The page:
The group lodged a Judicial Review with the High Court in Wellington on Friday 03 August, seeking to overturn the decision, or at least extend the timeframes in order for MPI to gather and consider all relevant facts.
“As MPI representatives have stated, the MPI directive is based on a paperwork issue. MPI has not provided any evidence of an actual biosecurity risk presented by the relevant plant material,” said Kerry Sixtus, owner of Pattullo’s Nurseries Limited in Napier and one of the five parties taking joint legal action.
“MPI’s actions and directives are not based on an adequate assessment of risk. A reactive decision based on MPI’s procedural failure will set the industry back at 10 to 15 years and cost New Zealand dearly."
“We are asking MPI to act with due consideration of all the facts and to take a common-sense approach to this matter. MPI has set a date of 22 August for the containment and/or destruction of the plants, stating a requirement to act before these plants bloom. The horse has already bolted. Some of these plants have bloomed for the past three years and are already in bloom now,” added Mr Sixtus.
“While we understand that MPI is responsible for protecting our borders and need to take a cautious approach, we are at a loss to understand how officials can make such a drastic decision, based solely on a paperwork issue. The MPI directive to contain and/or destroy includes original plant materials imported and released from quarantine by MPI between 2012 and 2017, and also extends to any plants that have been propagated from the original plant materials."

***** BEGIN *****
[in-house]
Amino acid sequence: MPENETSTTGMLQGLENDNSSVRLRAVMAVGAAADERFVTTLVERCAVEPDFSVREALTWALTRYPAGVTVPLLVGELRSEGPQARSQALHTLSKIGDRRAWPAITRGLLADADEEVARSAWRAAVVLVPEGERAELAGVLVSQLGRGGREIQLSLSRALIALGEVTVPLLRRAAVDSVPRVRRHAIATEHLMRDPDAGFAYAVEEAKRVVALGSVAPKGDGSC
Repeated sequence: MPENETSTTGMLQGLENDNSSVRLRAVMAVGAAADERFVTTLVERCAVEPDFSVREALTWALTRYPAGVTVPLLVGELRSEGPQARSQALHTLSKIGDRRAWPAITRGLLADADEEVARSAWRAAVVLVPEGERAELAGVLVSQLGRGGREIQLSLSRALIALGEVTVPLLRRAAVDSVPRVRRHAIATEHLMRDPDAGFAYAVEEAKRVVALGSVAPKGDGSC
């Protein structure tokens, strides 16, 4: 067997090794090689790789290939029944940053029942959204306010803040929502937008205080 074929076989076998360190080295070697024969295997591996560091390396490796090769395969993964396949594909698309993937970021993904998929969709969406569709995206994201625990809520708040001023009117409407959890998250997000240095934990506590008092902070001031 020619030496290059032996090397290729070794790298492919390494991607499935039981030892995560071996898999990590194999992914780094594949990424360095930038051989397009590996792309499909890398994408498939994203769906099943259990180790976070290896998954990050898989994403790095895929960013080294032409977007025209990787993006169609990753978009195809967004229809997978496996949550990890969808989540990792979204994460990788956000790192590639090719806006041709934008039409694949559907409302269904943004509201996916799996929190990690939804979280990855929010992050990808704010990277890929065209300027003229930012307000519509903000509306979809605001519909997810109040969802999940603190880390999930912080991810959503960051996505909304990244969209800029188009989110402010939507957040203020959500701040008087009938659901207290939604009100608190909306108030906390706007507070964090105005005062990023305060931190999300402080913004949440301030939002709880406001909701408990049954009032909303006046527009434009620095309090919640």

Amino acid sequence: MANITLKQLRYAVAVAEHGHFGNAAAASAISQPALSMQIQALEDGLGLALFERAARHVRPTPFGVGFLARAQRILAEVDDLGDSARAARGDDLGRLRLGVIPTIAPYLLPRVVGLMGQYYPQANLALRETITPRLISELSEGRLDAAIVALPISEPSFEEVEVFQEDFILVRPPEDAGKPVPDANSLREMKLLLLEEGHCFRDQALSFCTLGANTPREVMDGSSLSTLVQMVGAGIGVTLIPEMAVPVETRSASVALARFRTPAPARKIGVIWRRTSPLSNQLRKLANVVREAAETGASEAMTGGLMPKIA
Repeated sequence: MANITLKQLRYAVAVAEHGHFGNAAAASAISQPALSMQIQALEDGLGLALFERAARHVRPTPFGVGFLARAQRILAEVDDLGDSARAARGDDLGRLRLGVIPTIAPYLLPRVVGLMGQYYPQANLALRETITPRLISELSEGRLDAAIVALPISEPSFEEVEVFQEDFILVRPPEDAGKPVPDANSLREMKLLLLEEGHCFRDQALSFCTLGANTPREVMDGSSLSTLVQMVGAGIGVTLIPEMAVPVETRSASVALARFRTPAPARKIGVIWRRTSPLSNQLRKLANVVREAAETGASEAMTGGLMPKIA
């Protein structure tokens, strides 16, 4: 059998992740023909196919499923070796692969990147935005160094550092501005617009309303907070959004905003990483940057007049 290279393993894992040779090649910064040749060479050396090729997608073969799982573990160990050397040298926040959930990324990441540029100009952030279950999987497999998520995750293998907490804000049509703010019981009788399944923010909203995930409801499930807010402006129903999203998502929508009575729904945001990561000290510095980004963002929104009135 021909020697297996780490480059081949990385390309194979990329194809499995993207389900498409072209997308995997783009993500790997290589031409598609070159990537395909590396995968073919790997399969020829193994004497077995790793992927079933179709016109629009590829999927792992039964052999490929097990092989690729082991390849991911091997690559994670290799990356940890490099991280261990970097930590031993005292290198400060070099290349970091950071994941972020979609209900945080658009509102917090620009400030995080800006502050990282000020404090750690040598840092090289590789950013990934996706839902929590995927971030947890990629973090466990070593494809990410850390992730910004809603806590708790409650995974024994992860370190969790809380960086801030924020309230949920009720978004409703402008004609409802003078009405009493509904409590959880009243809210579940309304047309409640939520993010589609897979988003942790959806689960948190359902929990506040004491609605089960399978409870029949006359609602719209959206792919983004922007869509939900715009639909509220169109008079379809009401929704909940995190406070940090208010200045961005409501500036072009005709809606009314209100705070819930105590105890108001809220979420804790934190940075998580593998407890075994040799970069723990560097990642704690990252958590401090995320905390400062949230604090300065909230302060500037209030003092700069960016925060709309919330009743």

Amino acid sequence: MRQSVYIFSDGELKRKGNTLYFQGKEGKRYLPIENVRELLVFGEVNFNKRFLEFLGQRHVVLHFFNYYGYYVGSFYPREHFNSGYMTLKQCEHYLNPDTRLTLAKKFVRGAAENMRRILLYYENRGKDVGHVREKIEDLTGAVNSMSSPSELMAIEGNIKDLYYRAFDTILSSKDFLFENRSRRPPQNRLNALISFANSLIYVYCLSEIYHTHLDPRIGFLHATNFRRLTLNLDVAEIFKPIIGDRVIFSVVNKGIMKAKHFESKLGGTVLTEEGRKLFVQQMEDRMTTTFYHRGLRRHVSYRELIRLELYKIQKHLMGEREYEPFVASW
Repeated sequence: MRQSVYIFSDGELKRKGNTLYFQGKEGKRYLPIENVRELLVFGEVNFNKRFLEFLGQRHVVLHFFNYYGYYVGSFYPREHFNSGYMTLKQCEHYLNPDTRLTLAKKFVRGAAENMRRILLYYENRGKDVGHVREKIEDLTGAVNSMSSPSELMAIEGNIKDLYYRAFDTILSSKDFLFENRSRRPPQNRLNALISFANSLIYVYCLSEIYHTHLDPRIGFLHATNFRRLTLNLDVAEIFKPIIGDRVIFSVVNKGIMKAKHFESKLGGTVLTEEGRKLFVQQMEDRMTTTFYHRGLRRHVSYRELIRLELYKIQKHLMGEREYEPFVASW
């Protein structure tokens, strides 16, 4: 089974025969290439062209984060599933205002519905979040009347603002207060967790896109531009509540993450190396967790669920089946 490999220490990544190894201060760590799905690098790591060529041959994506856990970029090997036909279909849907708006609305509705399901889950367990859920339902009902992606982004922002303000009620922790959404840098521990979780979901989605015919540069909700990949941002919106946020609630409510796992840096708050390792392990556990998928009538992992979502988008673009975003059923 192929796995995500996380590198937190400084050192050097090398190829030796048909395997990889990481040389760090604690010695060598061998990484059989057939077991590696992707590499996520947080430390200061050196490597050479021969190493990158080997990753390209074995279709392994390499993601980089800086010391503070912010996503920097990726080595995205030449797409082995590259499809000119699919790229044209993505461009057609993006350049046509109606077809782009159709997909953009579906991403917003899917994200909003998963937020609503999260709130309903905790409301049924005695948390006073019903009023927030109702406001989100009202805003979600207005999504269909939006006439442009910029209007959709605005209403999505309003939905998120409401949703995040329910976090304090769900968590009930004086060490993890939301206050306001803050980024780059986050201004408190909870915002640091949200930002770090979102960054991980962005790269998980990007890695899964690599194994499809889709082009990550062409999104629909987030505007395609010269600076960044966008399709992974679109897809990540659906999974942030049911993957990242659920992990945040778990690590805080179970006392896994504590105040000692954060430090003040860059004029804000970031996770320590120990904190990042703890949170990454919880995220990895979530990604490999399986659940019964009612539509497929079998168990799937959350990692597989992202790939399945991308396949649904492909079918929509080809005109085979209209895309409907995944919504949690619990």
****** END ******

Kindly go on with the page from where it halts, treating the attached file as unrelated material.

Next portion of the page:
“These include new varieties that have been demonstrated to be pest and disease resistant, potentially negating the need for growers to use sprays or heavy metals. Innovative plant varieties like these hold significant value for New Zealand. Containing or destroying these plant materials, which have shown no evidence of disease, could set the industry back 10 to 15 years - time we will never get back in a competitive global industry."
“This decision by MPI is likely to result in hundreds of millions of dollars of loss to orchardists and nurseries and will have a significant effect on the economy. We believe this legal challenge to be in the best interests of the New Zealand apple and stonefruit industry and we are optimistic that MPI will take a sensible approach to this matter and fully engage industry members to reach an appropriate outcome for all parties,” said Mr Sixtus.
As leaders and innovators in the apple and stonefruit industries, the group members all share a vision for New Zealand to be a strong global player in the international fruit market and are committed to developing and delivering high quality fruit that puts, and keeps, New Zealand on the map.